• 1 Early life
  • 2 Career
  • 3 Production and effects companies
    • 3.1 Platinum Dunes
    • 3.2 Digital Domain
    • 3.3 The Institute
    • 3.4 451 Media Group
    • 3.5 Rogue Initiative
  • 4 Personal life
  • 5 Filmography
  • 6 Frequent collaborators
    • 6.1 Actors/actresses
  • 7 Criticism
  • 8 Accolades
  • 9 References
  • 10 External links
Early life

Michael Bay was born in Los Angeles. He was raised by his adoptive parents Harriet, a bookstore owner/child psychiatrist, and Jim, a Certified Public Accountant (CPA).[8] Bay was raised Jewish.[9][10][11] His grandfather was from Russia.[12] His cousin, Susan Bay, is the widow of Star Trek actor Leonard Nimoy (whom he eventually cast as the voice actor for Sentinel Prime in Transformers: Dark of the Moon).[13] He attended the exclusive Crossroads School, in Santa Monica, California.[14] Bay often traces his interest in action films back to an incident during his childhood. As a boy, he attached some firecrackers to a toy train and filmed the ensuing fiery disaster with his mother's 8 millimeter camera. The fire department was called and he was grounded.[15]


Bay got his start in the film industry interning with George Lucas when he was fifteen, filing the storyboards for Raiders of the Lost Ark, which he thought was going to be terrible. His opinion changed after seeing it in the theater and he was so impressed by the experience that he decided to become a film director.[16] He graduated from Wesleyan University in 1986, majoring in both English and Film.[17][18] He was a member of the Psi Upsilon fraternity and a favorite student of film historian Jeanine Basinger.[19] For his graduate work, he attended Art Center College of Design in Pasadena where he also studied film.[20]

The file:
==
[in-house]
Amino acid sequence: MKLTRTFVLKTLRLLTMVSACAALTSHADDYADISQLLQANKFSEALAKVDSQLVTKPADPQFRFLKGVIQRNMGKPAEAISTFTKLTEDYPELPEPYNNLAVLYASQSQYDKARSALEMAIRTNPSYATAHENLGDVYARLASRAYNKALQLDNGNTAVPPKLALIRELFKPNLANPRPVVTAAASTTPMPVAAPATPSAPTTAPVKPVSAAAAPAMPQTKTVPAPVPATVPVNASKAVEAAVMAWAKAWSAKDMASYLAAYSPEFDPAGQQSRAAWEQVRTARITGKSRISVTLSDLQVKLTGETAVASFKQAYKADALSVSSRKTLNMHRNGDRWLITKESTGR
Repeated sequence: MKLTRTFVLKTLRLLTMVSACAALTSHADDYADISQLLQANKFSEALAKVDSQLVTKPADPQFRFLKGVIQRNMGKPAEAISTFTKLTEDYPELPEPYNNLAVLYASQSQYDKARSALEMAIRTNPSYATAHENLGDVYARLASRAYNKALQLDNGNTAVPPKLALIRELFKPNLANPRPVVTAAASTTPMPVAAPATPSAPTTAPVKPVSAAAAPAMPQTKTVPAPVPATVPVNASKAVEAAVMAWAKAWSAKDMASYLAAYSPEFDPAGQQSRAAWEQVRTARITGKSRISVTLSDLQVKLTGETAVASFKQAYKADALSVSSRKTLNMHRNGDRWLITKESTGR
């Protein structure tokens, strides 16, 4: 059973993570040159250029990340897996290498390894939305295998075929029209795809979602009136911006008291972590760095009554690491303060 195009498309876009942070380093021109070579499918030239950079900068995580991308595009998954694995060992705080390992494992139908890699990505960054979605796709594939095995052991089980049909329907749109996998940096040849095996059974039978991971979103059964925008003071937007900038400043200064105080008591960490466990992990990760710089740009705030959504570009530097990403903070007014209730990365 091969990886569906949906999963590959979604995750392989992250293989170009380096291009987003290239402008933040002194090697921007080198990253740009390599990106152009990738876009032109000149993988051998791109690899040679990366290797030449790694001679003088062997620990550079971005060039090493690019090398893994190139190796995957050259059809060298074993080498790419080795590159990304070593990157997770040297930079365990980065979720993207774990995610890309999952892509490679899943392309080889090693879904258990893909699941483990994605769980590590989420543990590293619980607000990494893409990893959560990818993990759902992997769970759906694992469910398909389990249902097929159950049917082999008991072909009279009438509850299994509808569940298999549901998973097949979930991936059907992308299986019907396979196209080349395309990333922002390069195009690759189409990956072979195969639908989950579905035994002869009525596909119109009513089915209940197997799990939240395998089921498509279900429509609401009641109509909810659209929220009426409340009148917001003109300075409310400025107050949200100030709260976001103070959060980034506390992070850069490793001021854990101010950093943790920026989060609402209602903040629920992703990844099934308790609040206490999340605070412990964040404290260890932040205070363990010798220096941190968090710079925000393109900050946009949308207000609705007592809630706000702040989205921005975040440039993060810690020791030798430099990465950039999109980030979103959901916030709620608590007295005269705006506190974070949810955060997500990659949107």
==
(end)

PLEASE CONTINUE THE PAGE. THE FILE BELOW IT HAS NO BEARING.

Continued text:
Michael Bay began working at Propaganda Films, directing commercials and music videos, two weeks after finishing his post-graduate degree.[20] His 90-second World War II-inspired Coca-Cola advertisement was picked up by Capitol Records. His first national commercial for the Red Cross, which won a Clio Award in 1992.[21][22] He directed Goodby, Silverstein & Partners "Got Milk?" advertisement campaign for the California Milk Processors Board in 1993, which also won a Grand Prix Clio Award for Commercial of the Year.[23][24]